The lower extremity functional scale (LEFS) is a well-known and validated patient-rated outcome measure (PROM) that can be used to measure lower extremity function. It was developed in 1999 by Binkley et al. (1999) in a group of patients with various musculoskeletal conditions. The score consists of 20 questions, which are subdivided into 4 groups. These groups consist of activities with increasing physical demands. Questions on activity vary from walking between rooms to running on uneven ground. The LEFS is used for measuring lower extremity function in a wide variety of disorders and treatments (Backes et al. 2015, Mahler et al. 2016, Rehman et al. 2016, Telles et al. 2016) In orthopedic (trauma) surgery, patients present with an existing disorder. This makes it impossible to assess pre-disease physical function, as questionnaires regarding pre-disorder physical functioning are affected by recall bias (Last 2008). For this reason, it is challenging for physicians to reliably measure the effect of their treatment regarding return to pre-disorder physical functioning. Normative data for PROMs can aid in this problem by acting as reference data for a healthy population. Normative data are available for a few PROMs (Aasheim and Finsen 2014, Schneider and Jurenitsch 2016). For the LEFS, however, no such data are available.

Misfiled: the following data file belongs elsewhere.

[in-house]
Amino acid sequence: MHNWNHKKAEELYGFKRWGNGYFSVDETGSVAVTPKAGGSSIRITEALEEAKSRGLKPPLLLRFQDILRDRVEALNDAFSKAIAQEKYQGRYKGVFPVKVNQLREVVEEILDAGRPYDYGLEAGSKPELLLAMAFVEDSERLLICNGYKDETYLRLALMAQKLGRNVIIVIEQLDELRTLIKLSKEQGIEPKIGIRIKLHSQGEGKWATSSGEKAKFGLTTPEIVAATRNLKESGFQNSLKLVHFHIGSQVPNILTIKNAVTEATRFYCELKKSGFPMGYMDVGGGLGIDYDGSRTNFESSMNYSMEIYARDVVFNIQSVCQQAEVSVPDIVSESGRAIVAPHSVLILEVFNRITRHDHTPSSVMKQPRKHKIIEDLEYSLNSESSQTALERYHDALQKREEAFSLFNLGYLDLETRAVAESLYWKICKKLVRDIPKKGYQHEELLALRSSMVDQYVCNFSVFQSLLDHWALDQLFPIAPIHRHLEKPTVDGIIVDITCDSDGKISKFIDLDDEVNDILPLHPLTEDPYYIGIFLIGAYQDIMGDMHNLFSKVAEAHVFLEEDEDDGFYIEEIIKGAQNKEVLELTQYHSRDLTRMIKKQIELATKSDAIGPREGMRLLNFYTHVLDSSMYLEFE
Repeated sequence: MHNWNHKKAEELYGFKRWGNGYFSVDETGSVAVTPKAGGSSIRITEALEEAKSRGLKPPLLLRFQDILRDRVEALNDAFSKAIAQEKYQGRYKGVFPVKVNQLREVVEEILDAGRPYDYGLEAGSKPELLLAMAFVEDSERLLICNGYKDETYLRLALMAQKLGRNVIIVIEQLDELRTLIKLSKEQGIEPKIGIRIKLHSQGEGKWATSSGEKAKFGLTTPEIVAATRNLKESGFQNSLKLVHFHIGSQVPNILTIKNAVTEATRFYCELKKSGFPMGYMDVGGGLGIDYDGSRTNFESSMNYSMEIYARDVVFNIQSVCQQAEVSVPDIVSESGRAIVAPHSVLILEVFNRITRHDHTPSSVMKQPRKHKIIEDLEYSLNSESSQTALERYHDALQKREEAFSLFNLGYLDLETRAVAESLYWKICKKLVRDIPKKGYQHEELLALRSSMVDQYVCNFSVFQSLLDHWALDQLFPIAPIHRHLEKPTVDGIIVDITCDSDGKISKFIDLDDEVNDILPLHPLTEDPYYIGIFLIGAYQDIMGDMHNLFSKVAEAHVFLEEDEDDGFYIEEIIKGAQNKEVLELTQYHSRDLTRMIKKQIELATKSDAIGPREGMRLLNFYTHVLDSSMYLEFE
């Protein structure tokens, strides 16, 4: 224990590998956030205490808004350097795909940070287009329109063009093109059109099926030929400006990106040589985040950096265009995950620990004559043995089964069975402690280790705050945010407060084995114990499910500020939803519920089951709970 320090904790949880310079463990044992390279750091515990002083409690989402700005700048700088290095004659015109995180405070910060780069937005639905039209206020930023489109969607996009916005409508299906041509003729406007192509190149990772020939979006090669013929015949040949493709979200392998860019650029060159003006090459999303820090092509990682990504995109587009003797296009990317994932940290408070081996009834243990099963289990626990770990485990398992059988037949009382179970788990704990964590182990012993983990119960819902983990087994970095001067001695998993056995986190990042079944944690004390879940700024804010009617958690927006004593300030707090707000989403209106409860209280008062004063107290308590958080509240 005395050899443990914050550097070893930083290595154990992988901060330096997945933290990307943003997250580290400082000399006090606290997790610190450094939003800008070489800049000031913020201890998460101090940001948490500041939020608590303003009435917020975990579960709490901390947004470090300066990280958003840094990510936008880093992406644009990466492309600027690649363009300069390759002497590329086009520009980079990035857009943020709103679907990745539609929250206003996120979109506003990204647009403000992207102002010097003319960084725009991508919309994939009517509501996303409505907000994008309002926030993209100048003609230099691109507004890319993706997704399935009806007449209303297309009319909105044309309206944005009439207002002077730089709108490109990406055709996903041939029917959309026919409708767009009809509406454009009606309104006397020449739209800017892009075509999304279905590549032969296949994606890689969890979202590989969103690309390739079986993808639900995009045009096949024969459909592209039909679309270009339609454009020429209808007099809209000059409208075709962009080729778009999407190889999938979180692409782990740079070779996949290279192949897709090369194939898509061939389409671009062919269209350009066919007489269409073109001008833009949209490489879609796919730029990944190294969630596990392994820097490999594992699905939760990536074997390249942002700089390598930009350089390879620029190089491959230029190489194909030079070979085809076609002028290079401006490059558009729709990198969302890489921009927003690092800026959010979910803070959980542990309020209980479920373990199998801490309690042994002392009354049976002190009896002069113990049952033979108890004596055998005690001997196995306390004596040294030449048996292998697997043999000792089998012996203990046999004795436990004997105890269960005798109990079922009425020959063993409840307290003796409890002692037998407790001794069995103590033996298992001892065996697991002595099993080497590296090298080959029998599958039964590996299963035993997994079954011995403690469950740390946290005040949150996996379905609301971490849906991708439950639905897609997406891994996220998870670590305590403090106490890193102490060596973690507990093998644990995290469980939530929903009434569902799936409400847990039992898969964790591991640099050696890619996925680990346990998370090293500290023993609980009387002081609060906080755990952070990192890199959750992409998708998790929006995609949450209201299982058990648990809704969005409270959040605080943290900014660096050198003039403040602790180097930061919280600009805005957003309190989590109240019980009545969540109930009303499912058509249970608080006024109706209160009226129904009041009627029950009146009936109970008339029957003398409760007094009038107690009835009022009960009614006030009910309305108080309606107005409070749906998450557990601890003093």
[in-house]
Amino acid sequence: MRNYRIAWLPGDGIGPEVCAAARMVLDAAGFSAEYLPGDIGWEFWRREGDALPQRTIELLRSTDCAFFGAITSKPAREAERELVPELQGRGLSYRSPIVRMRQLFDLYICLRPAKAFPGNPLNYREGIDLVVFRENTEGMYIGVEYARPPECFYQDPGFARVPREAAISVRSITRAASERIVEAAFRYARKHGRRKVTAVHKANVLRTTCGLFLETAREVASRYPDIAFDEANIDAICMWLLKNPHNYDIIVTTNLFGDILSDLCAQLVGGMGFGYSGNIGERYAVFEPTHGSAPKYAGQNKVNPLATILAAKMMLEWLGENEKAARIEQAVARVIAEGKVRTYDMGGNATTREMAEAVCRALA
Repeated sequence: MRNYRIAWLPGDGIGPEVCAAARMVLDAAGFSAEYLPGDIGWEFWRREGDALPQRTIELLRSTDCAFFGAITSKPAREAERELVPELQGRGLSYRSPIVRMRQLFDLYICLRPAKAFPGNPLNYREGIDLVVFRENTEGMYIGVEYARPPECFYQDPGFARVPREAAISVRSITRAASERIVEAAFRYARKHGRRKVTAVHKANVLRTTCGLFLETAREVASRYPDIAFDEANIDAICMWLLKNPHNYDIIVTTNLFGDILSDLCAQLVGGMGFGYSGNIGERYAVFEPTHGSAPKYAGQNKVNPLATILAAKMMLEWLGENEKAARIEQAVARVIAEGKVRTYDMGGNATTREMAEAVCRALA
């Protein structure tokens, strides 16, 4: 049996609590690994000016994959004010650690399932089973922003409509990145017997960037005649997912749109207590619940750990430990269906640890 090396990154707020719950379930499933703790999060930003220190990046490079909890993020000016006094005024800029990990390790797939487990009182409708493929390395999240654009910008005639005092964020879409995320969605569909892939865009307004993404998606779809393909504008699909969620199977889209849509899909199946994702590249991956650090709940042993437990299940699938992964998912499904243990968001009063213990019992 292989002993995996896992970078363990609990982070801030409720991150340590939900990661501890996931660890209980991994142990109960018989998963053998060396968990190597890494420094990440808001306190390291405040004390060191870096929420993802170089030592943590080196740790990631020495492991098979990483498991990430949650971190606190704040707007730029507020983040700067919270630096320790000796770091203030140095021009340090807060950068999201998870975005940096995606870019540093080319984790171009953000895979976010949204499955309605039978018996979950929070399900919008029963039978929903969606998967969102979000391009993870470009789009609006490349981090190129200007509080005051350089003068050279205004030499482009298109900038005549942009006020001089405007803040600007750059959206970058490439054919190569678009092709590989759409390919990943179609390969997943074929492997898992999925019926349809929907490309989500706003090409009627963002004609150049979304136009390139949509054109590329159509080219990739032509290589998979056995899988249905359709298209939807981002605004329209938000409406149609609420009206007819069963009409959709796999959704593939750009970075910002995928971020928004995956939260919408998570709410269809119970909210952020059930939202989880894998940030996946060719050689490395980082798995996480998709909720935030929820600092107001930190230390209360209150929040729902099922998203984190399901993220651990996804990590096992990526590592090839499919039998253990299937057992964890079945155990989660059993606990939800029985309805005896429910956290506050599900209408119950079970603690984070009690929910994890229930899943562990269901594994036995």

Therefore we provide normative data for the lower extremity function scale. In addition, we wanted to investigate the influence of sex, age, type of employment, socioeconomic status, and history of lower extremity surgery on the LEFS score.
Adult visitors to the outpatient clinic of the Department of Surgery and also staff at 4 different Dutch hospitals were asked to participate in this study. The 4 hospitals were located in different regions (both rural and urban) and consisted of 1 university hospital and 3 teaching hospitals. Since it was not possible to perform a prospective sample size calculation, we chose to include a minimum of 250 individuals at each hospital. We considered this to be a large enough population to be representative of the whole population. We constantly monitored the age and sex of the respondents in order to obtain comparable group sizes. As data collection took several days at each hospital, after each day we checked the numbers of men and women and the distribution across different age categories. When differences arose, specific sex and/or age groups were approached to participate in the day(s) that followed.